Figure 1. Screen capture of the display a participant viewed taken at the end of a neurofeedback run. The participant heard personalized trauma scripts during the red/increase periods, and silence during the blue/decrease and white/rest periods. Their task was to bring the line back down in the blue blocks.
During each NF run, a 286-s audio file was played to patients (see Trauma Scripts for description of these files) while they viewed NF on the display screen. First, participants rested for 26 s at the very beginning (this, as explained above, was indicated by the white arrow). Then, as they listened to the first trauma audio-scripts (60 s), they were cued to allow their amygdala activity to increase (shown by the red arrow pointing upwards). When the trauma audio-script stopped, the participants were cued to decrease activity for 70 s (indicated by a blue arrow pointing down, as shown in Figure 1). Then, a second 60-s trauma script was played during which they could allow their amygdala to increase, and this was followed by the last period of attempted reduction of amygdala activity (70 s). Participants were allowed and encouraged to use any strategy to help them decrease activity. Participants completed five to six NF runs (of 286 s each) during each NF session (i.e., about 30 min in total). Trauma scripts were ranked from least traumatic to most traumatic. Participants began each NF session with runs in which they only heard the less traumatic scripts. How quickly each participant progressed to more traumatic scripts was determined by the patient. This self-paced approach was designed to maximize the comfort and sense of control experienced by the participant. However, all participants were able to use, at least on the last two NF scanning days, the most traumatic audio-scripts.
After completing all of the NF sessions, subjects returned for one final scanning session in which only resting-state functional data were collected, in order to allow comparison of resting-state data before and after NF.
Due to the small sample size, no formal statistical or group analysis was performed on questionnaires and clinical interview data. Rather each subject was used as their own control for the analysis. In particular, symptom changes were calculated for each individual and compared to standardized threshold guidelines for clinical and statistical significance.
Offline Analysis of Resting-State Functional Connectivity Data
In addition to motion correction (see Image Data Processing), pre-processing involved regressing from the data time-course signals of no interest, including (i) cerebrospinal fluid and white-matter signals, (ii) subject motion parameters, and (iii) temporal drift, as well as low-pass filtering (<0.1 Hz). Resting-state data were analyzed using a seed-based FC approach. Specifically, a ROI-to-whole-brain connectivity analysis was performed. The ROI was created by transforming the bilateral amygdalae from the MNI brain into the subject functional space. This anatomically defined ROI was used rather than the functionally defined NF target region as the latter varied across individuals. Seed-connectivity maps were computed for the resting runs of each scanning session for each participant. These maps indicate how synchronized each voxel was with the amygdalae during the resting scans of that day.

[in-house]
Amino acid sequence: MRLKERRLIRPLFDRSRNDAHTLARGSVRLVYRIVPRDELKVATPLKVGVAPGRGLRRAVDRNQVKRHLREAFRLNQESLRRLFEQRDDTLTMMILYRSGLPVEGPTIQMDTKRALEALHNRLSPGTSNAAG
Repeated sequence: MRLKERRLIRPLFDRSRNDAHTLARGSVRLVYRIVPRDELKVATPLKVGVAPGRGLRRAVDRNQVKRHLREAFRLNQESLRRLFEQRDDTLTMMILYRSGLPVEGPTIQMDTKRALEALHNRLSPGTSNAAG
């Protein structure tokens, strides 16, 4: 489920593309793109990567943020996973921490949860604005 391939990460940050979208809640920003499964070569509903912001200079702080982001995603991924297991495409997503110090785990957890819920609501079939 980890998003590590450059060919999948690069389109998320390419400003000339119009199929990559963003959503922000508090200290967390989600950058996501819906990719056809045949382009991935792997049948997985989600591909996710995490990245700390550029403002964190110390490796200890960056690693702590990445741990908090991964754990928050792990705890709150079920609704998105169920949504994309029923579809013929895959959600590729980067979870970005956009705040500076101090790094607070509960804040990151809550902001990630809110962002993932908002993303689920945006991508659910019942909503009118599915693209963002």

Change maps in rsFC from the first scanning day to the last were created by first transforming both maps into the high-resolution anatomical space of the subject. Then, they were subtracted (last day minus first day) to yield a seed-connectivity change map. Finally, these seed-connectivity subtraction maps were analyzed at a group level by transforming all participants’ maps to the common MNI space (via a non-linear registration) and adding them. No formal statistics were performed due to the small sample size and the exploratory nature of the study. Thus, an arbitrary threshold was set. The threshold was set such that 5000 voxels survived (in the high-resolution anatomical space) to allow examination of those regions showing the greatest change in connectivity after the NF training. This approach was used to identify peaks in the group map and was also used on the individual subject maps to explore which subjects showed the connectivity changes identified at the group level.
Participants A, B, and C were adult males of 36, 46, and 30 years of age. All had a similar and moderate exposure to combat (i.e., participants A, B, and C scored, respectively, 22, 24, and 23 on the CES).
Participant’s medical records indicated that participants A, B, and C had a formal diagnosis of PTSD, respectively, for 6, 2, and 3 years when enrolled in this study. Prior to this study, all participants underwent pharmacological and/or psychological treatments. In particular, participant A received 13 weeks of pharmacological treatment and several psychoeducation and mental-health visits at the VA prior to this study. participant B received 13 months of weekly individual psychotherapy prior to the NF intervention at the VA hospital. Participant C received a month-long in-patient care for PTSD followed by a full 12-week course of cognitive processing therapy at the VA hospital. He also received concomitant pharmacotherapy.